We want to be involved in the church’s ministry because we want the truth. A ministry that is based on the Word of God (who never lies) will be a ministry that does what verse 15 says: “speak[s] the truth.” We live in an age that thrives on feelings, not facts. Actually, it has declared that feelings are facts—this is the world of preferred pronouns, after all. Orwell’s Ministry of Truth in 1984 expected the citizens of Oceania to adhere to slogans like “War is Peace,” “Slavery is Freedom,” and “Ignorance is strength.” The world can dress it up all it likes, but we know that much of what is touted as being truth is actually lies, and we are suppressed and oppressed when we buy into it because, as Jesus said, only “the truth will set you free” (John 8:32). The psalmist prays, “Deliver me from lying lips!” (Psalm 120:2). We know the urgency of that prayer, which Eugene Peterson has helpfully captured like this:
Rescue me from the lies of advertisers who claim to know what I need and what I desire, from the lies of entertainers who promise a cheap way to joy, from the lies of politicians who pretend to instruct me in power and morality, from the lies of psychologists who offer to shape my behavior and my morals so that I will live long, happily and successfully, from the lies of religionists who “heal the wounds of this people lightly” (Jer 8:11), from the lips of moralists who pretend to promote me to the office of captain of my fate, from the lies of pastors who “leave the commandment of God, and hold fast the tradition of men” (Mark. 7:8). Rescue me from the person who tells me of life and omits Christ, who is wise in the ways of the world and ignores the movement of the Spirit.
We know the destruction of deceit. Your rescue is in the real ministry of truth: the church (1 Tim. 3:15).
Because We Want to Be Loved
Finally, we want to be involved in Christ’s church because we want to be loved. In fact, we need to be loved. God made us with a capacity for love—both received and given—and when we are not and do not love, we are actually incomplete. Back in the 1940s, studies in the United States and United Kingdom showed the high mortality rate of infants in orphanages had nothing to do with poor health or starvation, but in that they were not loved. We need it. Paul says here that when the church comes together and does what it is supposed to do, there is this blessed result: we are built up in love, receiving the thing that we can’t survive without (v. 16).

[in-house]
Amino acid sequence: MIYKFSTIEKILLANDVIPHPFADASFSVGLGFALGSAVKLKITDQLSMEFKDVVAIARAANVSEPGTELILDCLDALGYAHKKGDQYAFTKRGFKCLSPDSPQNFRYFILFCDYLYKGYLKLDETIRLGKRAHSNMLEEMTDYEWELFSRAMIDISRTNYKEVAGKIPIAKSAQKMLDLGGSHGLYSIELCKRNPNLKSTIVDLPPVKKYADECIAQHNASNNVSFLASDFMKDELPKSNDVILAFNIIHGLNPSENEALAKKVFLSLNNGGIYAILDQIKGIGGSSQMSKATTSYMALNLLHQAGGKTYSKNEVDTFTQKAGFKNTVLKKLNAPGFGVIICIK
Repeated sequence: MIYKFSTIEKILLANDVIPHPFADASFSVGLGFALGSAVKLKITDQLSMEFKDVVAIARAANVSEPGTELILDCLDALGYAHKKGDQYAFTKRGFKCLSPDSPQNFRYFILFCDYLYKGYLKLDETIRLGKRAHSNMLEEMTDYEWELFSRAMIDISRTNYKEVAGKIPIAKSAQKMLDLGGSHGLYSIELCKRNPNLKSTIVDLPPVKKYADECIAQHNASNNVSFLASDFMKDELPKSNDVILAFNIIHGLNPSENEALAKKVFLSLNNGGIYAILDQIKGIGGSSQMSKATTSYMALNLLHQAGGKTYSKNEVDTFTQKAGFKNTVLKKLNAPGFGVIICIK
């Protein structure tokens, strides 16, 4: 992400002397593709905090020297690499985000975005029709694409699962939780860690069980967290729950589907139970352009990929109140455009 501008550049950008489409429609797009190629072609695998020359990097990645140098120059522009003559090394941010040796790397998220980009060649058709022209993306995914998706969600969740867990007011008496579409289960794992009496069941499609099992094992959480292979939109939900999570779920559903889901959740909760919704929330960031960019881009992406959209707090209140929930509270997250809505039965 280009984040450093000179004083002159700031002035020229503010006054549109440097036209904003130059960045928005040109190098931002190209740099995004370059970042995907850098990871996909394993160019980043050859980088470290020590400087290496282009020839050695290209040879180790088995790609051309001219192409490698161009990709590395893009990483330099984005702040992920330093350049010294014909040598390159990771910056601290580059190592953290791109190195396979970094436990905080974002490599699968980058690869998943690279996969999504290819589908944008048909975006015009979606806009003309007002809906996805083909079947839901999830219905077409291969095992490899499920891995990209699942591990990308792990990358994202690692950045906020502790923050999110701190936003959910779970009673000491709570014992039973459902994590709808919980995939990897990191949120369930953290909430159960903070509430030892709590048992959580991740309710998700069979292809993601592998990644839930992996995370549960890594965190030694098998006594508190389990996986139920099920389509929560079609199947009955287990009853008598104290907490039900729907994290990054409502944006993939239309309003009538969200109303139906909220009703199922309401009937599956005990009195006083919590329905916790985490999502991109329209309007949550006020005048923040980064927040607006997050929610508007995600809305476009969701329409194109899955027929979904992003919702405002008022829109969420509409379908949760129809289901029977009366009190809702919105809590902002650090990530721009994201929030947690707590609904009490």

That’s what you’re doing when you make a meal. When you talk to a visitor. When you ask someone, “How can I pray for you?” When you help with a move. When you walk with someone through God’s Word. When you give some of your resources to help the church. You are meeting a need greater than the need you actually think you’re meeting. You are meeting the need we all have to be loved. Reformer John Calvin writes, “Let no man be anything for himself, but let us all be whatever we are for others. This is accomplished by love; and where love does not reign, there is no edification of the Church, but a mere scattering.”
Love ought to reign in the church. You will feel hated and despised and mocked and emptied by the world. The church is the place that you come to and are filled up with love—the love of Christ, through the ministry of others. And also where others are filled by Christ’s love through your ministry to them. Your heart craves this. You need to know you are safe, and wanted, and welcomed. You will decay inside if you don’t have that assurance. This is what God gives us in the gospel, and it’s what we experience in the life of the church.
You see, we really can’t live without the church.
Jonathan Landry Cruse is the pastor of Community Presbyterian Church in Kalamazoo, Michigan, and the author of The Christian’s True Identity and What Happens When We Worship. He is also a hymn writer whose works can be found at www.HymnsOfDevotion.com.
 Here I am simply following the ESV’s rendering, which assumes that “the work of ministry” is what the saints are equipped for, and not a second reason why Christ has given the aforementioned officers. Admittedly, it’s a debate. If you would like to get into the grammatical weeds with it, any commentary will do.
 Dietrich Bonhoeffer, Life Together (New York: Harper Collins, 1954), 256.
 Eugene Peterson, A Long Obedience in the Same Direction (Downers Grove, IL: InterVarsity Press, 2000), 21.
 Quoted in S. M. Baugh, Ephesians (Bellingham, WA: Lexham, 2016), 347.